Using a sniffer, an attacker can do any of the following:
An application-layer attack targets application servers by deliberately causing a fault in a server’s operating system or applications. This results in the attacker gaining the ability to bypass normal access controls. The attacker takes advantage of this situation, gaining control of your application, system, or network, and can do any of the following:
The easiest way to start with a problem like this is to ask yourself a simpler question first. So, let’s ask ourselves how can we find the highest salary in a table? Well, you probably know that is actually really easy – we can just use the MAX aggregate function:
select MAX(Salary) from Employee;
You should remember that SQL uses sets as the foundation for most of its queries. So, the question is how can we use set theory to find the 2nd highest salary in the table above? Think about it on your own for a bit – even if you do not remember much about sets, the answer is very easy to understand and something that you might be able to come up with on your own.
What if we try to exclude the highest salary value from the result set returned by the SQL that we run? If we remove the highest salary from a group of salary values, then we will have a new group of values whose highest salary is actually the 2nd highest in the original Employee table.
So, if we can somehow select the highest value from a result set that excludes the highest value, then we would actually be selecting the 2nd highest salary value. Think about that carefully and see if you can come up with the actual SQL yourself before you read the answer that we provide below. Here is a small hint to help you get started: you will have to use the “NOT IN” SQL operator.
Now, here is what the SQL will look like:
SELECT MAX(Salary) FROM Employee WHERE Salary NOT IN (SELECT MAX(Salary) FROM Employee )
Running the SQL above would return us “450”, which is of course the 2nd highest salary in the Employee table.
The SQL above first finds the highest salary value in the Employee table using “(select MAX(Salary) from Employee)”. Then, adding the “WHERE Salary NOT IN” in front basically creates a new set of Salary values that does not include the highest Salary value. For instance, if the highest salary in the Employee table is 200,000 then that value will be excluded from the results using the “NOT IN” operator, and all values except for 200,000 will be retained in the results.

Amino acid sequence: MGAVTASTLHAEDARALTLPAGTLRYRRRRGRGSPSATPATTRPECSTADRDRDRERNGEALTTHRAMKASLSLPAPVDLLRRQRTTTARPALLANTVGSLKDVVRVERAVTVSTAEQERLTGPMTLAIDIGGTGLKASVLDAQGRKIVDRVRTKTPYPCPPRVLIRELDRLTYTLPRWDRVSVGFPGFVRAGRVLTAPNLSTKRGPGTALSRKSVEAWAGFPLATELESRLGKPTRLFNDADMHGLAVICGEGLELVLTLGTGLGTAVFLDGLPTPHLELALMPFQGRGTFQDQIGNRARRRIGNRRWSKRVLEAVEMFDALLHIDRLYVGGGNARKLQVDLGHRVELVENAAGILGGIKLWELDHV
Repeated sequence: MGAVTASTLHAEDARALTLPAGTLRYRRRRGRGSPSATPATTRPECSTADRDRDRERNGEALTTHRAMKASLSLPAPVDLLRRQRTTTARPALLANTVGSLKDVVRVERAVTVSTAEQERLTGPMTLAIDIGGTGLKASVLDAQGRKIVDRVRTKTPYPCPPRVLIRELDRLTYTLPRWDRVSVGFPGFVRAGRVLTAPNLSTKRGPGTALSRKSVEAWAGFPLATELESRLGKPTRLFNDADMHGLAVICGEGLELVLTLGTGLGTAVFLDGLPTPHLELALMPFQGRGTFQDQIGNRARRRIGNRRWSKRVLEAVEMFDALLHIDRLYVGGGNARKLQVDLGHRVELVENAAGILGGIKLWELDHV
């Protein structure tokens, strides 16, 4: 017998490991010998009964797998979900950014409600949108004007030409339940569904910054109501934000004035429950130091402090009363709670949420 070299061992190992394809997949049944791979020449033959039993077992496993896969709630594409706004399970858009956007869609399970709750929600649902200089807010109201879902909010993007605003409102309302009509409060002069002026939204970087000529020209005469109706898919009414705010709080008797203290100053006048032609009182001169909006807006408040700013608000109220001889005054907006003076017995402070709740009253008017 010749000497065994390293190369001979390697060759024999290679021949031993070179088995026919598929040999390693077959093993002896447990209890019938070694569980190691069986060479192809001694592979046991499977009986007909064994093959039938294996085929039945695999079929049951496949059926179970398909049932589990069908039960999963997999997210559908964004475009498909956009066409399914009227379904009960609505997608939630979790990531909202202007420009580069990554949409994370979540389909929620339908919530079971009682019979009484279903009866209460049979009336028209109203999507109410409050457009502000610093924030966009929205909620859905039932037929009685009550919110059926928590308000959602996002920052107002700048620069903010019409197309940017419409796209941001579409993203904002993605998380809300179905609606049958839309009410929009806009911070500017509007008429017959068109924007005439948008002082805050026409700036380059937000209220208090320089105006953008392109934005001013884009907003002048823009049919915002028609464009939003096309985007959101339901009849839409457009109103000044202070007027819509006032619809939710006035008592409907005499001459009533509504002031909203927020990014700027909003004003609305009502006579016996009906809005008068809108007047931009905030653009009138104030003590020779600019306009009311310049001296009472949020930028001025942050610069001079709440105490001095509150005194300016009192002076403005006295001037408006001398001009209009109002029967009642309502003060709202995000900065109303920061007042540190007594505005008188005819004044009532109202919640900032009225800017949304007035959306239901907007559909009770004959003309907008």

This now means that the highest value in this new result set will actually be the 2nd highest value in the Employee table. So, we then select the max Salary from the new result set, and that gives us 2nd highest Salary in the Employee table. And that is how the query above works.
We can actually use the not equals operator – the “<>” – instead of the NOT IN operator as an alternative solution to this problem. This is what the SQL would look like:
select MAX(Salary) from Employee WHERE Salary <> (select MAX(Salary) from Employee )
What we did above was write a query to find the 2nd highest Salary value in the Employee table. But, another commonly asked interview question is how can we use SQL to find the Nth highest salary, where N can be any number whether it’s the 3rd highest, 4th highest, 5th highest, 10th highest, etc? This is also an interesting question – try to come up with an answer yourself before reading the one below to see what you come up with.
Here we will present one possible answer to finding the nth highest salary first, and the explanation of that answer after since it’s actually easier to understand that way. Note that the first answer we present is actually not optimal from a performance standpoint since it uses a subquery, but we think that it will be interesting for you to learn about because you might just learn something new about SQL. If you want to see the more optimal solutions first, you can skip down to the sections that says “Find the nth highest salary without a subquery” instead.
The SQL below will give you the correct answer – but you will have to plug in an actual value for N of course. This SQL to find the Nth highest salary should work in SQL Server, MySQL, DB2, Oracle, Teradata, and almost any other RDBMS:
SELECT * /*This is the outer query part */ FROM Employee Emp1 WHERE (N-1) = ( /* Subquery starts here */ SELECT COUNT(DISTINCT(Emp2.Salary)) FROM Employee Emp2 WHERE Emp2.Salary > Emp1.Salary)
The query above can be quite confusing if you have not seen anything like it before – pay special attention to the fact that “Emp1” appears in both the subquery (also known as an inner query) and the “outer” query. The outer query is just the part of the query that is not the subquery/inner query – both parts of the query are clearly labeled in the comments.
The subquery in the SQL above is actually a specific type of subquery known as a correlated subquery. The reason it is called a correlated subquery is because the the subquery uses a value from the outer query in it’s WHERE clause. In this case that value is the Emp1 table alias as we pointed out earlier. A normal subquery can be run independently of the outer query, but a correlated subquery can NOT be run independently of the outer query. If you want to read more about the differences between correlated and uncorrelated subqueries you can go here: Correlated vs Uncorrelated Subqueries.